Pandemic-Compounded Debt Crisis
Zambian President Edgar Lungu unveiled a 2020-2023 economic recovery plan on Thursday as the nation which is hugely dependent on copper — whose price has been hit hard by the Covid-19 pandemic, has seen its external debt surge to nearly 12 billion USD this year.
Lungu stated that the country would take a major stake in some mines as the government is locked in a protracted dispute with a Mumbai-based conglomerate Vedanta Resources over a subsidiary, Konkola Copper Mines (KCM) — which is jointly owned with Zambia's state mining arm.
The government last year placed KCM into liquidation. This move was contested by the majority shareholder Vedanta and led to legal proceedings.
Zambians Persevere Through Hard Economic Times
On the ground level, Zambians are feeling the effects of the economic crisis.
Bright Mapiki, a local pharmacist, outlines the situation he is dealing with in the day-to-day running of his business, "We are lacking some of the drugs, like those that used to come from China and the like, we don’t have some of those commodities. But basically, it is the high cost of doing business with regards to how much the dollar has gone up. Medicines have become so expensive."
Mildred Mwenya, a local hardware trader, is also concerned about the economic state of affairs, "When you go to order goods and the following day the prices increase, business is bad. When we arrive at work, we have no customers and not even food to eat in the morning. Those who use transport are affected and we also need to pay rent for the shops."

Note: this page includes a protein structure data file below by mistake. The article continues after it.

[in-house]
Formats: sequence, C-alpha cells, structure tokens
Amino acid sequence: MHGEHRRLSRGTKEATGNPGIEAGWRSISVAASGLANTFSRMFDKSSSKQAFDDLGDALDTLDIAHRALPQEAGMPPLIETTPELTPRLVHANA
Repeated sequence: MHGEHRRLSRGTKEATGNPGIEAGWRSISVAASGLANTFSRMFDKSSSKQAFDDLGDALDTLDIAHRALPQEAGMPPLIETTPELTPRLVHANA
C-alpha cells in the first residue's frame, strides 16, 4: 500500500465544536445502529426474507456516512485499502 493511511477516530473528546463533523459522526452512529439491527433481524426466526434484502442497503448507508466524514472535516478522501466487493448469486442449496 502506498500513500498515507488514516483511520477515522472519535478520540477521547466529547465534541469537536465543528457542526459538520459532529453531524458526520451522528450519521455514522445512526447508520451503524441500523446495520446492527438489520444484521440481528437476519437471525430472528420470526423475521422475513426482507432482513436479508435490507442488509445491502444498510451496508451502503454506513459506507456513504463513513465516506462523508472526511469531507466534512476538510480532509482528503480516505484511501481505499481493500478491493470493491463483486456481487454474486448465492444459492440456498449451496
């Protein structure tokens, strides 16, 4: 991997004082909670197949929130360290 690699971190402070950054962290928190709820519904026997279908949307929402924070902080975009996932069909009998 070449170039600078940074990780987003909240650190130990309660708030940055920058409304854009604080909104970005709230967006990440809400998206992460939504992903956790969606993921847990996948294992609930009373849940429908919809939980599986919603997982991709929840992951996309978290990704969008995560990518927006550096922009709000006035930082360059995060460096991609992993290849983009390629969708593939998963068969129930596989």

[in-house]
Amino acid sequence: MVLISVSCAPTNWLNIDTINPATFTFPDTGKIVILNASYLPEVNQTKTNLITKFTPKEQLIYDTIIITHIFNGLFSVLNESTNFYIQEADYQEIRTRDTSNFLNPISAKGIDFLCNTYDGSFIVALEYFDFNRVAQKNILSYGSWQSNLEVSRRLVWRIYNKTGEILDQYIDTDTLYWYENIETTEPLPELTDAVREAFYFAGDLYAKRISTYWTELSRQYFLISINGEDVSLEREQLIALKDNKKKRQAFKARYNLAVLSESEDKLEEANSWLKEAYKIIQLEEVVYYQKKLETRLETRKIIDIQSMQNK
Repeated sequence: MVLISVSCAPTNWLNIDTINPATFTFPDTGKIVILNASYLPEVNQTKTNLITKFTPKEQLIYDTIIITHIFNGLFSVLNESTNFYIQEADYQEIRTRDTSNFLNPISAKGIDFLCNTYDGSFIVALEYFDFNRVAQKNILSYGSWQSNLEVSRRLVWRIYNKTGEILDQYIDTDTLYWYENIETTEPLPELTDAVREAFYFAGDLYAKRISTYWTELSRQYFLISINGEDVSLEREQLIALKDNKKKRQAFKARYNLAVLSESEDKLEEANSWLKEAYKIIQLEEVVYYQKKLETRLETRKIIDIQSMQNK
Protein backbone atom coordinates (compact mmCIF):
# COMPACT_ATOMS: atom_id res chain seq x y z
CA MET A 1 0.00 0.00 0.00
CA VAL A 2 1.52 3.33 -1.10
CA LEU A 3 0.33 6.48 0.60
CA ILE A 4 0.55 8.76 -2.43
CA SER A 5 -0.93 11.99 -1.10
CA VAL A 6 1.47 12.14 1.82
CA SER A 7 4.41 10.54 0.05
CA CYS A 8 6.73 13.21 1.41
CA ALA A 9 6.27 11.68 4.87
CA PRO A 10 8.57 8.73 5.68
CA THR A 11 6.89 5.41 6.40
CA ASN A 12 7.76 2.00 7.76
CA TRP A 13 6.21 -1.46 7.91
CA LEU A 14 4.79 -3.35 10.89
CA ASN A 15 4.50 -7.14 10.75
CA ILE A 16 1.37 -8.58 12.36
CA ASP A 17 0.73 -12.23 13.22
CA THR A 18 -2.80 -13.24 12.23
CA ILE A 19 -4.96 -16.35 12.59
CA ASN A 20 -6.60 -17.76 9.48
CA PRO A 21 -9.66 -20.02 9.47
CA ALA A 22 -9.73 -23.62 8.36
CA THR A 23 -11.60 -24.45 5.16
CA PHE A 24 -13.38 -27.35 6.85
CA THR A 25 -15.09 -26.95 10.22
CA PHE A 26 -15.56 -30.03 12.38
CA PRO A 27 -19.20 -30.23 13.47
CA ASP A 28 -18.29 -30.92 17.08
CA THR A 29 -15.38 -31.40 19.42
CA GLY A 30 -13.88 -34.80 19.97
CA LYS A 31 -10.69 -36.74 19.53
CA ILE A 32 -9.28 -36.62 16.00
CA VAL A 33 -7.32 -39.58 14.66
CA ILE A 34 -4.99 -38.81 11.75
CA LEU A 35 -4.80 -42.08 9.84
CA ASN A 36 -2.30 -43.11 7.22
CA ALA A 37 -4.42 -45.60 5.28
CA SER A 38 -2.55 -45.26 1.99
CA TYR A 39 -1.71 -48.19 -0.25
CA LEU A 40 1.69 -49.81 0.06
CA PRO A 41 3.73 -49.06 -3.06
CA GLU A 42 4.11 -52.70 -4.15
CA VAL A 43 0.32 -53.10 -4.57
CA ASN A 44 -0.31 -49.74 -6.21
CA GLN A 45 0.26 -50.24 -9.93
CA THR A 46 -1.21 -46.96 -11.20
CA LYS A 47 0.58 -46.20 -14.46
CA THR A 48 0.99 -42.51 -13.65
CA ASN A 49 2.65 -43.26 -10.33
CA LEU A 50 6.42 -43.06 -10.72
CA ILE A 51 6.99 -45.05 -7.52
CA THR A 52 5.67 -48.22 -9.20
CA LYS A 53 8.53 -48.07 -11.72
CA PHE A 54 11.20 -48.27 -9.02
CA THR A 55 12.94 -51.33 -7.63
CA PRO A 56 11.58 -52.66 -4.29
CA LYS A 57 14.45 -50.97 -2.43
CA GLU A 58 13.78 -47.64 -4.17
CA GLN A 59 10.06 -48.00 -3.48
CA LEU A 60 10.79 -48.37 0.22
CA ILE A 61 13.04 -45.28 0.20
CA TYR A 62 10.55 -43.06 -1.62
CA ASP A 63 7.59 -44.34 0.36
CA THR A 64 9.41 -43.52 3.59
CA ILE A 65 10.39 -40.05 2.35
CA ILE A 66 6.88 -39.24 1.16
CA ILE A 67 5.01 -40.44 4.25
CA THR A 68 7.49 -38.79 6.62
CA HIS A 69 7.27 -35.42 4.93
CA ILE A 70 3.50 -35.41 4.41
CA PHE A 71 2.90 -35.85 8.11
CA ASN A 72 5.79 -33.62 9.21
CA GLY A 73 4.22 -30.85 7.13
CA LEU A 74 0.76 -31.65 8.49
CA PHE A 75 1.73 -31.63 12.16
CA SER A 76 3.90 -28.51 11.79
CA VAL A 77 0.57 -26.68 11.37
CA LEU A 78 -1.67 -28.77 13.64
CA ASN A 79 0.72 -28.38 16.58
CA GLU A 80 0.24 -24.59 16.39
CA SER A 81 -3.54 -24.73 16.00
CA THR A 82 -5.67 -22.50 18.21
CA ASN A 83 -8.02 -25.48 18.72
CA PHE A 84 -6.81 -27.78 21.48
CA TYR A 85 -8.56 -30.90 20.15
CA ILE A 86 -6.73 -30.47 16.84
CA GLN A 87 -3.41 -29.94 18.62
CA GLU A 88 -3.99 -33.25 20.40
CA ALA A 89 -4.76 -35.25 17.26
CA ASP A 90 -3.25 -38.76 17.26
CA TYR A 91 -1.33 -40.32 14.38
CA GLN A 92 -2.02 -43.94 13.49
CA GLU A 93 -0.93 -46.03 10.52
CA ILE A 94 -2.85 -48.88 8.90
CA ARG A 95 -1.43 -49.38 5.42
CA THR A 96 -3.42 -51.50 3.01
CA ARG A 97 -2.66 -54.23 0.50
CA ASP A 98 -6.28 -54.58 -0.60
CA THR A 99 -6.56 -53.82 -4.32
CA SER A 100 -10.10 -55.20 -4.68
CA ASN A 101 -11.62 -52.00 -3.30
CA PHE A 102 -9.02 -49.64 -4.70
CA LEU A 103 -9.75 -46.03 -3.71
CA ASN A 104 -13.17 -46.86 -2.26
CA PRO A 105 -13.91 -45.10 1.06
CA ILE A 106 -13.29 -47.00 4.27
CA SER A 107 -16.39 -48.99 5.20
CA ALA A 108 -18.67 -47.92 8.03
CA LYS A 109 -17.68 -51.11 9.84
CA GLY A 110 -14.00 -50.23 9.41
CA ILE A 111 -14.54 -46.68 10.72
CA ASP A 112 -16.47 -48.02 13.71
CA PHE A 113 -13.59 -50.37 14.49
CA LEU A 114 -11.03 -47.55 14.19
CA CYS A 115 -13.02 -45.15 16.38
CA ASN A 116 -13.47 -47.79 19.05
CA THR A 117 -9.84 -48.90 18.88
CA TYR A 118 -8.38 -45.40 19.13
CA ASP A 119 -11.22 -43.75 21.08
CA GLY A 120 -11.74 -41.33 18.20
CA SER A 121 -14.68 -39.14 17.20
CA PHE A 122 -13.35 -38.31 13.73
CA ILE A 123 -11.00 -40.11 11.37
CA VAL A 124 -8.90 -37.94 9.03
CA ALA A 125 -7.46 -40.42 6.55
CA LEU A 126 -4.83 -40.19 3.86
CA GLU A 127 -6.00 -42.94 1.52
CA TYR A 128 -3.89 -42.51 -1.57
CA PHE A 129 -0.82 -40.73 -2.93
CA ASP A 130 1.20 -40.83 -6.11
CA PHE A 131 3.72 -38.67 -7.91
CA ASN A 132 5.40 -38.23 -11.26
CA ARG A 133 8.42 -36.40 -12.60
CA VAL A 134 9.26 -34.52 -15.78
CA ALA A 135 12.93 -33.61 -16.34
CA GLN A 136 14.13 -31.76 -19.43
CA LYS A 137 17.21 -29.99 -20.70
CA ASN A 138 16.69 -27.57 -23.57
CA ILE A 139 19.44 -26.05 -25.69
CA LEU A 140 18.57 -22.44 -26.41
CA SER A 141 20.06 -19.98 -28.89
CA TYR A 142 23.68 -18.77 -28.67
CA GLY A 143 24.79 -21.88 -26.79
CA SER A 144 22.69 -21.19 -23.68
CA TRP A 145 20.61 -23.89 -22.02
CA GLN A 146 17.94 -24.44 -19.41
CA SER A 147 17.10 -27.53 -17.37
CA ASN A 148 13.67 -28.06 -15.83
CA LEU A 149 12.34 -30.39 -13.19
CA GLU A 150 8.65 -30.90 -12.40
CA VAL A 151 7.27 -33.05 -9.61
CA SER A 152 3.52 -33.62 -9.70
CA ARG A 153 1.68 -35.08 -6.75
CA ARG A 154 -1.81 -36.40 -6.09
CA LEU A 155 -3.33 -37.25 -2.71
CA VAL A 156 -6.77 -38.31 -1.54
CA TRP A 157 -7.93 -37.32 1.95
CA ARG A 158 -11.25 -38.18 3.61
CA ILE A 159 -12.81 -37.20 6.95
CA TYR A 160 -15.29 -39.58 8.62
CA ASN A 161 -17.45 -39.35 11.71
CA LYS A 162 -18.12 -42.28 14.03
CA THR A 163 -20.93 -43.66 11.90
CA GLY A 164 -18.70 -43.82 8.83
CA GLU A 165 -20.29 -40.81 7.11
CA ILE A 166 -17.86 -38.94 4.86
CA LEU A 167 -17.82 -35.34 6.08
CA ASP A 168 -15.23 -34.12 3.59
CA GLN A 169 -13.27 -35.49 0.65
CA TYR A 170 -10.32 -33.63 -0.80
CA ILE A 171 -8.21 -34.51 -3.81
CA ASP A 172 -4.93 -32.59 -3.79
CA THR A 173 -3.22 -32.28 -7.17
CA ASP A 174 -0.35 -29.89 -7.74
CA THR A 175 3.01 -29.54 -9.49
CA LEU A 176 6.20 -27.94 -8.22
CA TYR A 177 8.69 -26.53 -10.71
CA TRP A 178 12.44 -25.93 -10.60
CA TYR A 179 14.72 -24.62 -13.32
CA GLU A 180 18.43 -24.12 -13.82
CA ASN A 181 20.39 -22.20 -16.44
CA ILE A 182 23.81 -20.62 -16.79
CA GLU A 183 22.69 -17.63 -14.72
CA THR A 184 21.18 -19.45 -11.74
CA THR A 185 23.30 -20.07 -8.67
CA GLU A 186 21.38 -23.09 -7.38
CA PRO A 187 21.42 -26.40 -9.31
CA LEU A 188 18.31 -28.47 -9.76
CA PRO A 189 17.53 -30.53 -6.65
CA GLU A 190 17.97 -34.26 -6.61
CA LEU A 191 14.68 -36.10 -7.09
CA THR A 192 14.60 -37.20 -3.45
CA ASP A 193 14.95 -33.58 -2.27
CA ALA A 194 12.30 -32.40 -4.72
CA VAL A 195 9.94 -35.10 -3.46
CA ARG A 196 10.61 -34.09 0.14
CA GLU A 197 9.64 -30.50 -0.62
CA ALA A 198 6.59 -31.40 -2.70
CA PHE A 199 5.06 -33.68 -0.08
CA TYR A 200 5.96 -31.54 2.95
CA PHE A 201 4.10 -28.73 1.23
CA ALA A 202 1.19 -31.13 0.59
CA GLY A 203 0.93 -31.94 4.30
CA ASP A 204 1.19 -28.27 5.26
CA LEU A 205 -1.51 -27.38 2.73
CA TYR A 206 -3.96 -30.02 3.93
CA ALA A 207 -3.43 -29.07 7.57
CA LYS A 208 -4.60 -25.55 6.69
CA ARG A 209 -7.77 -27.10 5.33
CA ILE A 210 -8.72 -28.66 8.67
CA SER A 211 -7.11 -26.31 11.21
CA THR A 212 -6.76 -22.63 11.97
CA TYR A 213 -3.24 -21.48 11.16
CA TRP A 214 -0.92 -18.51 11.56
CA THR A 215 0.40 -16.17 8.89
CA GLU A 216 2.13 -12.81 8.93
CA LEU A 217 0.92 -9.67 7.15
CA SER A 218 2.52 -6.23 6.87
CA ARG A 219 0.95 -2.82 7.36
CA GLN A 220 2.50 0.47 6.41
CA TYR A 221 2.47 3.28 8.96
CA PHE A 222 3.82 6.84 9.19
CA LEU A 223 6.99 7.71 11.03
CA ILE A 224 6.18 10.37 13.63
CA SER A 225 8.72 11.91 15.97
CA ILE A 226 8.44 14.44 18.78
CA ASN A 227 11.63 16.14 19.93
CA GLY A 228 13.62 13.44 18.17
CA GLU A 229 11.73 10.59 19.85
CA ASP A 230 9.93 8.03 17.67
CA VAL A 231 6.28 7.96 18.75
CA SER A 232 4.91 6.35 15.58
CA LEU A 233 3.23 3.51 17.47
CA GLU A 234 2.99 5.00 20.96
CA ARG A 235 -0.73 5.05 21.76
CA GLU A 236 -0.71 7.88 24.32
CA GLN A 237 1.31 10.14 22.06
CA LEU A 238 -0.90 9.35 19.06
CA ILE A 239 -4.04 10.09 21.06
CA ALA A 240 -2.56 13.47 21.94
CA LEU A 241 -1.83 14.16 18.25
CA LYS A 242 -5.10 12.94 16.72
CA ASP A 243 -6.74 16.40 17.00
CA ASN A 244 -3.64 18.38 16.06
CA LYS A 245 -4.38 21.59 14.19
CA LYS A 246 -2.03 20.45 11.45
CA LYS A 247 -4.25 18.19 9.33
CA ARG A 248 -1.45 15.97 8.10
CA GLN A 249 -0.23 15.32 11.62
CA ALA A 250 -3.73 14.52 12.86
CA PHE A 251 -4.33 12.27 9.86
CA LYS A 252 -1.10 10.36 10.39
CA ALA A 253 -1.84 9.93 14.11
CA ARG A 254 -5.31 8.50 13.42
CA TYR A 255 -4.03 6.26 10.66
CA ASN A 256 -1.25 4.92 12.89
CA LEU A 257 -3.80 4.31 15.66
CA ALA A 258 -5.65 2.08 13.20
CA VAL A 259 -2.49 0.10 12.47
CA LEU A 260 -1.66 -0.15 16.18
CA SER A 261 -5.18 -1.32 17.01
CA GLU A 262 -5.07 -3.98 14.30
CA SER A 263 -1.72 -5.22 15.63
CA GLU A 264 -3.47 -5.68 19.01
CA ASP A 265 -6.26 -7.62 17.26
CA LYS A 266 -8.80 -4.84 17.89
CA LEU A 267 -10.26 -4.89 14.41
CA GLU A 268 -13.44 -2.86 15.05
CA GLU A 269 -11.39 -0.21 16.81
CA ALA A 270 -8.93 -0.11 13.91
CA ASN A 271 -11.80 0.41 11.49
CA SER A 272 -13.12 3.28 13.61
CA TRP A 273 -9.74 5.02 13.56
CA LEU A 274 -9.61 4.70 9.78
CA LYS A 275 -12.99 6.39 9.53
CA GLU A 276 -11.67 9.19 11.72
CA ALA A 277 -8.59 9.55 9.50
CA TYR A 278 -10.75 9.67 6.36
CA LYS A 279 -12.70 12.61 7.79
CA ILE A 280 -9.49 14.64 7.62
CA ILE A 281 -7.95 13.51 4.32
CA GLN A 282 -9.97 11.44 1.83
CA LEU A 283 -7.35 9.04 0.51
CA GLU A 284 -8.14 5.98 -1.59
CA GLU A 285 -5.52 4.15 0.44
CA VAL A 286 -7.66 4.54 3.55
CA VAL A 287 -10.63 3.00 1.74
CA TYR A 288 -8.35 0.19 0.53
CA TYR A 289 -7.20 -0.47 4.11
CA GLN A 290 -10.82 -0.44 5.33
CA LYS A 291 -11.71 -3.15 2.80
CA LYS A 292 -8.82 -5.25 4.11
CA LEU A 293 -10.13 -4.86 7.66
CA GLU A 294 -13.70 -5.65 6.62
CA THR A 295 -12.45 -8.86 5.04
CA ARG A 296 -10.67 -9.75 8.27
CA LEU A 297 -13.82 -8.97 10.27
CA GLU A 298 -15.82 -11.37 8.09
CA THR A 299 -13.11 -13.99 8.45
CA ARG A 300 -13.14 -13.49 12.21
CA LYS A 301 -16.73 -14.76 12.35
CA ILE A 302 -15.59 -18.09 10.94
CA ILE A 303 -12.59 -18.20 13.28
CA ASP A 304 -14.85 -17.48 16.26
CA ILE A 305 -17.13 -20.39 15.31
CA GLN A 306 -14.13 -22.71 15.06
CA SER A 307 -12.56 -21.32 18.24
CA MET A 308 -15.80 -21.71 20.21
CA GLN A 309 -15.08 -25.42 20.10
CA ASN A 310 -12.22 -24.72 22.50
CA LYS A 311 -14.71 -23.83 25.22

Pay Debts and Revive the Economy
The president's programme is aimed at reviving the economy post-pandemic and comes as Zambia is in talks with the International Monetary Fund over a request for funding to carry out reforms.
Scott Mwanza, from vox-pop does not sound too hopeful, "This debt is there to stay with us. It will be here, it has just to take God. Unless the countries outside there think of forgiving us like they did some time back - debt cancellation. Maybe that could work, but not that the countries in Africa will be in a position to pay these debts with such situations that we are in. "
President Lungu stated that the economic recovery plan also seeks to restore macroeconomic stability, attain fiscal and debt sustainability and safeguard social protection.
In October, the ratings agency S&P declared Zambia in default after the country missed a key payment due on interest due on a bond.
A month later, a grace period ended for payment on a 750 million USD eurobond due to expire in 2022.